(9) Use Dialogue to Maximum Effect: Dialogue is important for obvious reasons, but it may be even more useful than you think. In addition to telling the reader who said what, it can also flesh out characters. If you wish to highlight the selfish nature of an NPC, let his selfishness come out in dialogue with the PCs or with another NPC (an example of ‘show, don’t tell’).
Furthermore, pay attention to vocabulary to maintain immersion. Nothing ruins the immersive experience of a fantasy game like very modern-sounding words. Some classic offenders are obvious. Dispense with slang words like dude, chick, guy, gal, buddy, etc. Try to avoid modern slang phrases too (“How’s it going?”) We use such phrases so often that identifying them can be somewhat difficult. There are far too many to list here, but if you do a brief search for common slang phrases, you’ll find dozens in common use. Also consider eliminating most modern expletives, as they reek of modernity. As a side note, whether or not to use expletives in your writing is an entirely different discussion. If you plan to include them, I simply suggest that you use words that seem consistent with the setting. This does not mean that you must use Old English swear words, though this can be fun too. The common expletive for poop is pretty basic and pretty old, so using it will not necessarily break the mood. For full transparency, note that there is a school of thought that argues that expletives are expletives and should be written as we use them today. After all, they say, your fantasy characters are not speaking English, but you write in English for the reader’s convenience. It’s a solid logical argument, but it does not take into account that slang breaks the immersion for many players. Thus, I try to avoid it to some extent.
One very effective way to make dialogue feel less modern is to eliminate contractions in your writing. Most contractions are only a few hundred years old. They are so pervasive that we barely notice them…until they are gone. This is one of those small finishing touches that makes the work better. Every now and then, I’ll allow a contraction to remain in the dialogue, usually because I cannot find any other good way to express the thought without losing the emotion. In such cases, I would argue that phrase probably stands out more because it is NOT the norm.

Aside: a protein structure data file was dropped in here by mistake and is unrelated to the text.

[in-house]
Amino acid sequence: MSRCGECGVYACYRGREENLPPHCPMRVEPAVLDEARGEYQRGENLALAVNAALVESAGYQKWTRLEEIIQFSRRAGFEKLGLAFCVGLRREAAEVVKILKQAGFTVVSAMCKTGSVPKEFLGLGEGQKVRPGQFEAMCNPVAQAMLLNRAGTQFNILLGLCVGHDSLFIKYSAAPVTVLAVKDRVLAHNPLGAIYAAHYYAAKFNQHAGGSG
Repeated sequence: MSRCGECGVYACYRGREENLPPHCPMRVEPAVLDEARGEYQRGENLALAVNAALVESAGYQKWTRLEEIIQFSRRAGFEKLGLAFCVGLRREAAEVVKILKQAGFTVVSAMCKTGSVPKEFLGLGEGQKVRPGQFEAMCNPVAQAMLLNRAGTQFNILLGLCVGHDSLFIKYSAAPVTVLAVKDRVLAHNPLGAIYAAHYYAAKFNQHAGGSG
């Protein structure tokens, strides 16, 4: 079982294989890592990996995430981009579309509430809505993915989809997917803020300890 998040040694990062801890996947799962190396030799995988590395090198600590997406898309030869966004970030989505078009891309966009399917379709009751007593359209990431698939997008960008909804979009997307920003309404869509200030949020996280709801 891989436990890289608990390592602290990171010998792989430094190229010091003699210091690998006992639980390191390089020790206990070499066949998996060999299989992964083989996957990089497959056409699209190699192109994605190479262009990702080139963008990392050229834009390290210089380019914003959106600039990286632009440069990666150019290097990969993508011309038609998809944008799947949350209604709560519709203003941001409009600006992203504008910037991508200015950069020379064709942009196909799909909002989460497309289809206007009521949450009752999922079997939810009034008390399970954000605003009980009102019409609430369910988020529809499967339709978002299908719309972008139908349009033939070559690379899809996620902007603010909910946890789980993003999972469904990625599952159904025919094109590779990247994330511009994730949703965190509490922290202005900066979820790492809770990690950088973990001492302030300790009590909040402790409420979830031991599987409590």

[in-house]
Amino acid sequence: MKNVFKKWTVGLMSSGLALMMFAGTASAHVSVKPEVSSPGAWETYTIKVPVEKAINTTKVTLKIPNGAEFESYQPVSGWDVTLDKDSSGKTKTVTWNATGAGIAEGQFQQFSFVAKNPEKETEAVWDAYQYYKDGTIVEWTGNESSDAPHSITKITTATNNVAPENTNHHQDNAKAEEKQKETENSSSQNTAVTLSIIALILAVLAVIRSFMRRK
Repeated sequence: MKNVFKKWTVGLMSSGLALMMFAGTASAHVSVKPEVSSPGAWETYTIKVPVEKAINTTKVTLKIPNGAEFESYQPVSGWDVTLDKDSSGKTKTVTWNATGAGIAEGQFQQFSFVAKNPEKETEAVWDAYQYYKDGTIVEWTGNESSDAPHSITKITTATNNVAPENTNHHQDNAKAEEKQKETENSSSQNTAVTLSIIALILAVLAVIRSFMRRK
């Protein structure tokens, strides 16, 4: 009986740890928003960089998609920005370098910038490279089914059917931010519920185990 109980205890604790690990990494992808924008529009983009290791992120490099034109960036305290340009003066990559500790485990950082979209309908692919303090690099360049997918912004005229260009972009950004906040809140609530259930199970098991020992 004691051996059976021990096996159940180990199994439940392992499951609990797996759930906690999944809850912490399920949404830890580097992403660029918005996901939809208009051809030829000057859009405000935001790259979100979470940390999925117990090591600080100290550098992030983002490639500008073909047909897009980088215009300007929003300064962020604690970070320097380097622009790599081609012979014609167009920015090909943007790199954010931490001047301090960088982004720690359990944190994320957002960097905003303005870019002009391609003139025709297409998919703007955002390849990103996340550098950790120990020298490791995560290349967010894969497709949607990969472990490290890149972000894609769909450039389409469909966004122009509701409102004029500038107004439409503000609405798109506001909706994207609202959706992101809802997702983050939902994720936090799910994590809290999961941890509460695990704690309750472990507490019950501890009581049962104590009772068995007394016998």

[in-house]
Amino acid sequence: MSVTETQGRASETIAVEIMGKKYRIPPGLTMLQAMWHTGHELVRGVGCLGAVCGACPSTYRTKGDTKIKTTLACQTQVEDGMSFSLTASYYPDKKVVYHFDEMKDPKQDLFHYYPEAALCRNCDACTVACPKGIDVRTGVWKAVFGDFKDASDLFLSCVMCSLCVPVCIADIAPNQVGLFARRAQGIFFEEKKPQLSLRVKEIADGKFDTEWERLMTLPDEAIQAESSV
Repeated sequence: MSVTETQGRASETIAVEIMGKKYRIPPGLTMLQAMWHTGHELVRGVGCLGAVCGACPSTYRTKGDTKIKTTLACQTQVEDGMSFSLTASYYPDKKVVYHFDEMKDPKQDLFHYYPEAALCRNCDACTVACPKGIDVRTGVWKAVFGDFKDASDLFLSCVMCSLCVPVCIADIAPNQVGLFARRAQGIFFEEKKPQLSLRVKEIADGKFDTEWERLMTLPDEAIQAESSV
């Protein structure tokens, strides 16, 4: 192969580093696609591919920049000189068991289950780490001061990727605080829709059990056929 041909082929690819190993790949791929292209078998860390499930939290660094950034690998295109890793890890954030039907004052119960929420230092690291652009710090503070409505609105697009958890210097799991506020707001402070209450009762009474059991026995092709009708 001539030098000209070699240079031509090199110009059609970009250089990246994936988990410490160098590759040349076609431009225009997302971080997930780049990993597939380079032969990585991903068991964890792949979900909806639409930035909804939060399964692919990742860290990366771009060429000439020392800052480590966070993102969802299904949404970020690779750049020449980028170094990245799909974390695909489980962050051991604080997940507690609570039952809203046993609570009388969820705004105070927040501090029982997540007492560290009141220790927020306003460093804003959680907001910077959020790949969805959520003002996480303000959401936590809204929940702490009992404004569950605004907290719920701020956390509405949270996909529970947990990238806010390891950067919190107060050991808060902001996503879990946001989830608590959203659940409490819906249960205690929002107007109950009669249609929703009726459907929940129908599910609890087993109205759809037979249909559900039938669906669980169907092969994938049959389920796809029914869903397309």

Lastly, you can use vocabulary in your writing to reflect a character’s social class and manners. A cavalier from a noble family should sound entirely different from a son-of-a-peasant fighter. A highly educated magic-user or cleric should sound entirely different from an uneducated street thief from the slums. Ideally, the players running such PCs would try to show this at the table, but regardless of their efforts, you can showcase such subtle differences in your summaries. Of course, this requires you to have a decent vocabulary yourself, as well as a grasp of proper grammar. If you’re rusty, look up a few words and grammar rules. You’ll be better off for it, and if you do this consistently, you’ll easily be able to distinguish between educated and uneducated characters. If you need inspiration, take a look at a few movies that depict the highborn. Though there are probably dozens of good examples, one popular movie that jumps to mind is Mel Gibson’s Braveheart (1995). Though the movie is an historical abomination, it’s very entertaining, and, more to the point, it features several actors sounding properly noble.